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My travels took me recently to Jodrell Bank, one of the World’s first radio telescopes. The 76m dish (which can be seen from 30km away) is a famous landmark in the UK, bound-up with the Space Race and often used in TV programmes (fictional and non-fictional) related to science.
The Manchester University astronomers picked this site because the electric trams of the city caused too much interference to their experiments. Today also it is a “quiet zone” and Jodrell Bank visitors are encouraged to power-off their mobiles. In any case, the mobile coverage is poor; presumably because the cellcos have agreed not to come too close with their cell towers anyway.
One story that I hadn’t heard before was about Luna 9, the unmanned probe sent to the moon in 1966 by the USSR. The scientists at Jodrell Bank pointed the telescope at Luna 9 and managed to record some of its transmissions. Thinking that the stream sounded a bit like a fax, they quickly borrowed a fax machine (fax was an exotic and rare technology then) and rigged it up so that they could play the Luna message into the fax machine. To everyone’s surprise, what came out was a close-up photograph of the moon, which was subsequently published in the UK newspapers, and all over the world.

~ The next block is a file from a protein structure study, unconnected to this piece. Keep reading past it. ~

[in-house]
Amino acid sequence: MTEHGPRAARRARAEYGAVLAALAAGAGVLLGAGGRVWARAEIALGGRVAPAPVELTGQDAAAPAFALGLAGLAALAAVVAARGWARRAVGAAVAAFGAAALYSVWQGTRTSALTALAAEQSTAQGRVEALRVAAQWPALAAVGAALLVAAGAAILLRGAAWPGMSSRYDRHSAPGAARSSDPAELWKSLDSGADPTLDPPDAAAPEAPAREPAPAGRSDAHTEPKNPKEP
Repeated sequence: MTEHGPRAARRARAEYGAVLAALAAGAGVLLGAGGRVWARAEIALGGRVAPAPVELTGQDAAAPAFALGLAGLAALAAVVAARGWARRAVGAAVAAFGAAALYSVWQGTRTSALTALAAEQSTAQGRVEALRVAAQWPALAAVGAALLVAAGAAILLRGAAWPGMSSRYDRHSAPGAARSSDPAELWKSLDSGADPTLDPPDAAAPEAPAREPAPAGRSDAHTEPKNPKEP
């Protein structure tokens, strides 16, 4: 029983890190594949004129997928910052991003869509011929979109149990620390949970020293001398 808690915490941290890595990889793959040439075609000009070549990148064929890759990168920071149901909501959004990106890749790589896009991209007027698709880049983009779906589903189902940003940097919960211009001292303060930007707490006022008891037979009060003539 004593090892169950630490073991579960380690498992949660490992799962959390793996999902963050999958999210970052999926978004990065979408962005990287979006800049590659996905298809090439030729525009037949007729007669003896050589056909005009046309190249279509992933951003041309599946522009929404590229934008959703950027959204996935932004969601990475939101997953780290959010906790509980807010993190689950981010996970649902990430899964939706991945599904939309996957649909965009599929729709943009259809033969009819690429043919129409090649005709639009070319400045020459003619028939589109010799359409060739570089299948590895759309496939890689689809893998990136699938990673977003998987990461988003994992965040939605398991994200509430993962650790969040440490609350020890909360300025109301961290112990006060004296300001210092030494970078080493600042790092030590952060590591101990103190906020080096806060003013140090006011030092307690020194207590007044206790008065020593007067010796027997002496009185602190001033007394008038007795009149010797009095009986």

If you read my last blog, you’ll know that I was an enthusiast for the FORTH language years ago when I was a student. Interestingly, the FORTH language was written by Charles H. Moore, who needed a portable programming language for controlling radio telescopes. I wonder if there is any FORTH code running there still at Jodrell Bank?